Ashwini Ponnappa needs no introduction. With an extra spring in her step and an extra sting in her smashes, Ashwini had been a stand-out shuttler right through her teens and continued to make waves on the Indian circuit, winning everything that came along her way and never shying away from a challenge. From being a child prodigy who won National Championships consistently to winning a gold medal at the Commonwealth Games, Ashwini has walked down a long road…..and continues to do so unflinchingly….
Records have come and gone for Ashwini as fast as her smash. The fastest smash in Women’s badminton history recorded so far at 260 km/hr belongs to Ashwini. Also, became the first Indian along with Jwala Gutta to win a gold medal at the Commonwealth Games in 2010 but nothing stops Ashwini Ponnappa from moving to the next court, her next challenge. From being the child prodigy who gave it all in her sport, she sometimes dons the mentorship role in guiding upcoming young prodigies. One of them happens to be 16-year old Satwiksairaj Rankireddy, who Ashwini Ponnappa played mixed doubles with.
In the recently concluded Sudirman Cup in Gold Coast, Australia, the mixed doubles team of Ashwini Ponnappa and Satwiksairaj Rankireddy put up a fantastic show against Indonesia before eventually losing to 10-time World Champion, China. Sportswallah caught up with Ashwini Ponnappa after a tough fight against China and how does she find them mentor role.
Tarun Raman: Hi Ashwini. Firstly, commiserations for the loss against 10-time champions, China at the Sudirman Cup. After winning the first set emphatically, must have been difficult to come out on the losing side?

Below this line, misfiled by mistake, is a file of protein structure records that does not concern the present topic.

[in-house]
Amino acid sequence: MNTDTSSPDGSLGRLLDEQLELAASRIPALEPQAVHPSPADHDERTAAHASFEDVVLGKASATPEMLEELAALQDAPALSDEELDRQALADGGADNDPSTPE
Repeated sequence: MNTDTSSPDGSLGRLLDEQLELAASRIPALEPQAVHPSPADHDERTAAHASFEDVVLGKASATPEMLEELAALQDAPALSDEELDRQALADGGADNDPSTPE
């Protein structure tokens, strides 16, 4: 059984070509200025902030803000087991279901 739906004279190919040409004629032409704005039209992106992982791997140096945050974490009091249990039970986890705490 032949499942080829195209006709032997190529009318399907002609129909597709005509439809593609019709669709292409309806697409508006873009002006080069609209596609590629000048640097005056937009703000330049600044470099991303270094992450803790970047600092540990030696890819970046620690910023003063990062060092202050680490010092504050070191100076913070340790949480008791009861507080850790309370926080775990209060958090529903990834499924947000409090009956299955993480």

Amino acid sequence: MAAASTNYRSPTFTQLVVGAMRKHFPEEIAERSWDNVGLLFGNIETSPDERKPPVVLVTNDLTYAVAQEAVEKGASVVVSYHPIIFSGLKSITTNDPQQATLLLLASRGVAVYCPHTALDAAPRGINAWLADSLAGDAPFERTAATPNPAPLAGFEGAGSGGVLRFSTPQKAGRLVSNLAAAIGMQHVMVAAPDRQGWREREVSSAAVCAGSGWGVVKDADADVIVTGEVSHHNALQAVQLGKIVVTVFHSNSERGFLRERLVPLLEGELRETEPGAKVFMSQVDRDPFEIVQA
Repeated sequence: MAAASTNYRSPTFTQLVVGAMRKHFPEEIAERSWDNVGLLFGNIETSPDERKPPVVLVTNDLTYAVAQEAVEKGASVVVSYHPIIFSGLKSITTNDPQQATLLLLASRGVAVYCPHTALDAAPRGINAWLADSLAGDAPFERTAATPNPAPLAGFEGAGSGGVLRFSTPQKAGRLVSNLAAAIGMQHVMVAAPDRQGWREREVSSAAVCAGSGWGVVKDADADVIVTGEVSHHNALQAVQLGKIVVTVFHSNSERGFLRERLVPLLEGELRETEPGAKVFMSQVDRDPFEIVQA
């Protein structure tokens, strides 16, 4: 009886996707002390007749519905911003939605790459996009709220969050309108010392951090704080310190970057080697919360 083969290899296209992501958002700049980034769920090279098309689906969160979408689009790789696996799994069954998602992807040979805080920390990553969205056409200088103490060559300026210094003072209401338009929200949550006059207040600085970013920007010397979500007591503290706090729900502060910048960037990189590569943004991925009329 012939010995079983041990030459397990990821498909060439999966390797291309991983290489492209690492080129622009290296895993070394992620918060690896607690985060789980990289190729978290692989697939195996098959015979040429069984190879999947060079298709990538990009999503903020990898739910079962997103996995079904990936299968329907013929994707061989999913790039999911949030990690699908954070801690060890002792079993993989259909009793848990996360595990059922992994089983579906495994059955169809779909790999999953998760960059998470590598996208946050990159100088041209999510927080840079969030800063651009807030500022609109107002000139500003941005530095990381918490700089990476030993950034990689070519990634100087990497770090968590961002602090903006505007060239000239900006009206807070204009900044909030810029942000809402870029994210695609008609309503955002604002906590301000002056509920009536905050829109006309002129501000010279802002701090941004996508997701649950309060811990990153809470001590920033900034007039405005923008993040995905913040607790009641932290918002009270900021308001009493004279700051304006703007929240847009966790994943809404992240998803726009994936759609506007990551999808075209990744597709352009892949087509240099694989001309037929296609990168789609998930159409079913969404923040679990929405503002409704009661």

Ashwini Ponnappa – It was disappointing, but I am glad we gave them a good fight. Players at that level know how to bounce back after losing a set. They don’t give you a chance, you have to take it.
TR: To be frank, nobody gave India a chance against China who are the top seeds and 10-time champions. How would you rate yours and Satwik’s performance?
Ashwini – I would rate out performance quite good, especially considering the fact that this was a first tournament partnering each other.I am happy with the way we played and I know we are capable of playing and performing even better.
TR: Anything strategy you would have wanted to employ differently against the world No. 2 pair of Lu Kai and Huang Yaqiong?
Ashwini – Strategy-wise I think we did have a good plan.But towards the end, it’s about holding your nerves and hanging in there.Which I sure we will get with more match practice and experience.
TR: On a slightly different note, when did you realise you had to pick hockey over Badminton, given that your father was a national hockey player?
Ashwini – I never really had to choose. Though my dad was a hockey player I was not put into hockey.It was badminton from the beginning.
TR: You were one-half of India’s most successful women’s doubles badminton team. How difficult was it, ending a successful partnership with Jwala Gutta?
Ashwini – It’s always tough to end a partnership, never easy. But the nice part is that wonderful memories and performances together and a lot of positives to take forward. I’ve learnt a lot and I’m thankful to Jwala for that.
TR: There has been a steady rise of talented female athletes in Badminton. What do you think is the reason for that?
Ashwini – Not too sure really. Probably cause a lot of us are fighters and want to prove ourselves at the biggest stage.
TR: Apart from dogs and music, any hobby of Ashwini the world doesn’t know about?
Ashwini – Not really. Music and books are my go to the source to unwind and relax.I love dogs and being around them always makes me happy.
TR: What next for Ashwini Ponnappa after this tournament?
Ashwini – Next up is the Indonesian Open in two weeks time, followed by the Australian Open.